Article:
Richard Mundy works for BP, one of the largest energy companies in the world. He tells us all about life on the high seas.
I graduated two years ago from the University of Cambridge with a Masters in Chemical Engineering. After my second year I worked all summer for Rolls-Royce in Bristol, at a factory making parts for jet engines. After the third year I spent a summer at BP – after this internship I was offered a graduate position.
The internships were a great thing to do. Not only do you learn something about engineering in the real world, but they let you try some things before you decide on the career that you might follow for the rest of your life.
Working for BP
I liked BP and realised that such a huge company had the advantage of having suitable jobs available all over the world. Being a professional chemical engineer allows you to apply academic principles, but also to get involved with practical troubleshooting and to take responsibility in a business.
BP offer a graduate scheme which typically takes the form of two or three placements in a different part of the company. The scheme also prescribes 25 days of training each year to develop your engineering competence and broader skills.
I am currently in my second placement. My first job was based in the office in Sunbury, West London, where the team provides engineering support to BP’s worldwide oil and gas processing operations. My duties depended on what jobs came up for the team, which made things varied. The down side was that work came in fits and starts, plus you didn’t always get to see things through.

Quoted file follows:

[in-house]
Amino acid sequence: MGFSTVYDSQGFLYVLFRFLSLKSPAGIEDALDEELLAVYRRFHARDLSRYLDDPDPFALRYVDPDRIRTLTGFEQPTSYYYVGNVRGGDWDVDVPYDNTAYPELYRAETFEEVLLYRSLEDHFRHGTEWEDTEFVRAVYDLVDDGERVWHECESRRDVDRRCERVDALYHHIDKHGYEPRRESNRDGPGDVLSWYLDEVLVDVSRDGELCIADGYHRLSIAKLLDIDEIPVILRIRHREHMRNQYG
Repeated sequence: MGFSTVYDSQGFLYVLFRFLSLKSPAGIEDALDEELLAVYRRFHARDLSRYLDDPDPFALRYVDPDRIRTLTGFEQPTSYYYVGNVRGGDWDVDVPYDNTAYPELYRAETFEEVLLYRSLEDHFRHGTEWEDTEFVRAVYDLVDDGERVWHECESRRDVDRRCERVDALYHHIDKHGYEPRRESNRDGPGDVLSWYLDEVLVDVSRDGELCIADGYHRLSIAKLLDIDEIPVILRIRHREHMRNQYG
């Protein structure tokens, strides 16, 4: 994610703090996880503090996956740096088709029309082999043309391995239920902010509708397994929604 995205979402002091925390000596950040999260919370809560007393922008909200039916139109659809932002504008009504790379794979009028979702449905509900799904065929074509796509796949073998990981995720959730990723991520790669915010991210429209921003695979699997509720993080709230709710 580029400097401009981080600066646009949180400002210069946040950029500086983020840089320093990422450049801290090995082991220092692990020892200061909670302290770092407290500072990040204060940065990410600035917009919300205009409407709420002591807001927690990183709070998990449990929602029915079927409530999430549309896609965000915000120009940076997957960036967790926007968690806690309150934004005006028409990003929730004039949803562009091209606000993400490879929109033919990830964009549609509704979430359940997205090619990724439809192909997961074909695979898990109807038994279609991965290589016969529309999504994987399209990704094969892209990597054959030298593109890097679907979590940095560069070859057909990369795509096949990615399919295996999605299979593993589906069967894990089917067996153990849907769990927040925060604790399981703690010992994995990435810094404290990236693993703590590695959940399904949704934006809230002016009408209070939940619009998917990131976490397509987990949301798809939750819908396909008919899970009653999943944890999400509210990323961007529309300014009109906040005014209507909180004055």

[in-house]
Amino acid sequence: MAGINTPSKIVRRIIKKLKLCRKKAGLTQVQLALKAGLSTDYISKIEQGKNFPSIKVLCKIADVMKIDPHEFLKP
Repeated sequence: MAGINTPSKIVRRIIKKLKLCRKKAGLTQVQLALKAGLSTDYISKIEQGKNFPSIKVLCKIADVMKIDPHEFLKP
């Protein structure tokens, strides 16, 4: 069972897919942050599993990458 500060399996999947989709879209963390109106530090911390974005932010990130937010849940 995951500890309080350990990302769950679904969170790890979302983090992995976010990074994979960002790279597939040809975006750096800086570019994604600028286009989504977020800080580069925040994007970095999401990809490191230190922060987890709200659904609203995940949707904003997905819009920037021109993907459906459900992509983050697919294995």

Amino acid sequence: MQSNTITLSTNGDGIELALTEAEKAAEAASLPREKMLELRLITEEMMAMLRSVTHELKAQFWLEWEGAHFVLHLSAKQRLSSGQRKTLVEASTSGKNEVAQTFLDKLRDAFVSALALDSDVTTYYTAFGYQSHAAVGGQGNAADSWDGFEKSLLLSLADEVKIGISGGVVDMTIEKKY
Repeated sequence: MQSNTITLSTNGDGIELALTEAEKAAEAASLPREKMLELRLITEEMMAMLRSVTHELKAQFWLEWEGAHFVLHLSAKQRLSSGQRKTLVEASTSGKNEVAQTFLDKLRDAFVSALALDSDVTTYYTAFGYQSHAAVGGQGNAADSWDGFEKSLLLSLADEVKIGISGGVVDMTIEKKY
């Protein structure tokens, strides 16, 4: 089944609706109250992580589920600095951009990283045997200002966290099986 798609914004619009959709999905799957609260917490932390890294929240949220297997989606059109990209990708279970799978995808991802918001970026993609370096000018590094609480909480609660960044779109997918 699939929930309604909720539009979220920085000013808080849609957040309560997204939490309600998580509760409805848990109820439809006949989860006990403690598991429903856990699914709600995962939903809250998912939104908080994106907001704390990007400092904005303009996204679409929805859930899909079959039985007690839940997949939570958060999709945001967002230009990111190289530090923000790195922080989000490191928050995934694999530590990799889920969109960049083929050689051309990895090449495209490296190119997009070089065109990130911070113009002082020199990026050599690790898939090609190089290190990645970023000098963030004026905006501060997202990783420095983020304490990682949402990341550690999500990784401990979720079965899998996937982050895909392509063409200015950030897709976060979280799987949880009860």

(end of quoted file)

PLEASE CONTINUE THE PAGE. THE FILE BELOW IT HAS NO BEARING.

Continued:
In the field
Now I work a rota of one month in the Aberdeen office, two weeks on the Magnus oil platform in the North Sea, then two weeks of holiday and then back to the office again. It’s completely different to what I did last year, as now I’m reacting to short-term problems and you see the benefit of your work in person. The job is much more about soft skills and less about long projects involving more technically detailed engineering.
The platform is 160km North East of the Shetland Islands, so we travel by plane and helicopter. About 180 of us work there at a time and we keep ourselves amused with a gym, cinema, playing pool and eating well when we’re not working. It’s a pretty big place, so it took me a few weeks to explore and to find my way around.
It’s good to get involved with engineering at the sharp end – you soon learn practical things that you would never pick up at university. Getting involved with lots of different activities and meeting all sorts of experienced people are the most valuable aspects of this job.
Plans for the future
For my next placement I’d like to take a position on a major project, perhaps get involved with the construction or the detailed design of a new oil platform, or gas terminal.